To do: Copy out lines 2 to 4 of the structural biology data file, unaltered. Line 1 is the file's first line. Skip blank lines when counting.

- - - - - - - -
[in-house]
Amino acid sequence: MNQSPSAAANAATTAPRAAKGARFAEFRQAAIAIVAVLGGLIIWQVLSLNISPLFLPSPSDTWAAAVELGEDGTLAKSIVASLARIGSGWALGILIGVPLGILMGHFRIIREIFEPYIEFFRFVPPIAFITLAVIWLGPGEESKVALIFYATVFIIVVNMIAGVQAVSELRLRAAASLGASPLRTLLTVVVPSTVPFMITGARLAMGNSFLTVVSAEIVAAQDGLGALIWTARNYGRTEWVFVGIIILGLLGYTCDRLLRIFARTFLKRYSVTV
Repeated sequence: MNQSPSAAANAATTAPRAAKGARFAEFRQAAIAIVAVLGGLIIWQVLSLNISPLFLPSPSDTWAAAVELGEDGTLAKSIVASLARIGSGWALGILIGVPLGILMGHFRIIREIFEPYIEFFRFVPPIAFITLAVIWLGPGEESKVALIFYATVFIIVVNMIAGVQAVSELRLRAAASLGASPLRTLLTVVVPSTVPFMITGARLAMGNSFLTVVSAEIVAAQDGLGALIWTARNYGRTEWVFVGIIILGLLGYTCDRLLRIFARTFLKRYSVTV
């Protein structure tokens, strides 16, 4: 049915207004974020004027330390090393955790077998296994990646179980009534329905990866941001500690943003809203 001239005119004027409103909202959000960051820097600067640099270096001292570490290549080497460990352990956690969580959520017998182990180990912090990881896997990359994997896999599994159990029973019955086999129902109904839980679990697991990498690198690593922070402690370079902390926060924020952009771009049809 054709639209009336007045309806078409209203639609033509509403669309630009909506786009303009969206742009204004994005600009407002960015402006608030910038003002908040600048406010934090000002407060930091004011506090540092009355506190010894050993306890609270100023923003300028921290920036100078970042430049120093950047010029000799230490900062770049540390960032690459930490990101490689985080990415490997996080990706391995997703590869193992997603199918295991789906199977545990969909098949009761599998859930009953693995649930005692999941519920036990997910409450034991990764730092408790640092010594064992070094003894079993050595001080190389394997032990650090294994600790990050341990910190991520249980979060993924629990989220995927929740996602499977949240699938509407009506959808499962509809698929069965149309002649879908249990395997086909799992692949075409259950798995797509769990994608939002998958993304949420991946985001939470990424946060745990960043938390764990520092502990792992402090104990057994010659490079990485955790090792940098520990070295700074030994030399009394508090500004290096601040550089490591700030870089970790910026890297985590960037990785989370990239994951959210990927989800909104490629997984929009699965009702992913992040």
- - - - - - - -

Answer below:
Amino acid sequence: MNQSPSAAANAATTAPRAAKGARFAEFRQAAIAIVAVLGGLIIWQVLSLNISPLFLPSPSDTWAAAVELGEDGTLAKSIVASLARIGSGWALGILIGVPLGILMGHFRIIREIFEPYIEFFRFVPPIAFITLAVIWLGPGEESKVALIFYATVFIIVVNMIAGVQAVSELRLRAAASLGASPLRTLLTVVVPSTVPFMITGARLAMGNSFLTVVSAEIVAAQDGLGALIWTARNYGRTEWVFVGIIILGLLGYTCDRLLRIFARTFLKRYSVTV
Repeated sequence: MNQSPSAAANAATTAPRAAKGARFAEFRQAAIAIVAVLGGLIIWQVLSLNISPLFLPSPSDTWAAAVELGEDGTLAKSIVASLARIGSGWALGILIGVPLGILMGHFRIIREIFEPYIEFFRFVPPIAFITLAVIWLGPGEESKVALIFYATVFIIVVNMIAGVQAVSELRLRAAASLGASPLRTLLTVVVPSTVPFMITGARLAMGNSFLTVVSAEIVAAQDGLGALIWTARNYGRTEWVFVGIIILGLLGYTCDRLLRIFARTFLKRYSVTV
């Protein structure tokens, strides 16, 4: 049915207004974020004027330390090393955790077998296994990646179980009534329905990866941001500690943003809203 001239005119004027409103909202959000960051820097600067640099270096001292570490290549080497460990352990956690969580959520017998182990180990912090990881896997990359994997896999599994159990029973019955086999129902109904839980679990697991990498690198690593922070402690370079902390926060924020952009771009049809 054709639209009336007045309806078409209203639609033509509403669309630009909506786009303009969206742009204004994005600009407002960015402006608030910038003002908040600048406010934090000002407060930091004011506090540092009355506190010894050993306890609270100023923003300028921290920036100078970042430049120093950047010029000799230490900062770049540390960032690459930490990101490689985080990415490997996080990706391995997703590869193992997603199918295991789906199977545990969909098949009761599998859930009953693995649930005692999941519920036990997910409450034991990764730092408790640092010594064992070094003894079993050595001080190389394997032990650090294994600790990050341990910190991520249980979060993924629990989220995927929740996602499977949240699938509407009506959808499962509809698929069965149309002649879908249990395997086909799992692949075409259950798995797509769990994608939002998958993304949420991946985001939470990424946060745990960043938390764990520092502990792992402090104990057994010659490079990485955790090792940098520990070295700074030994030399009394508090500004290096601040550089490591700030870089970790910026890297985590960037990785989370990239994951959210990927989800909104490629997984929009699965009702992913992040």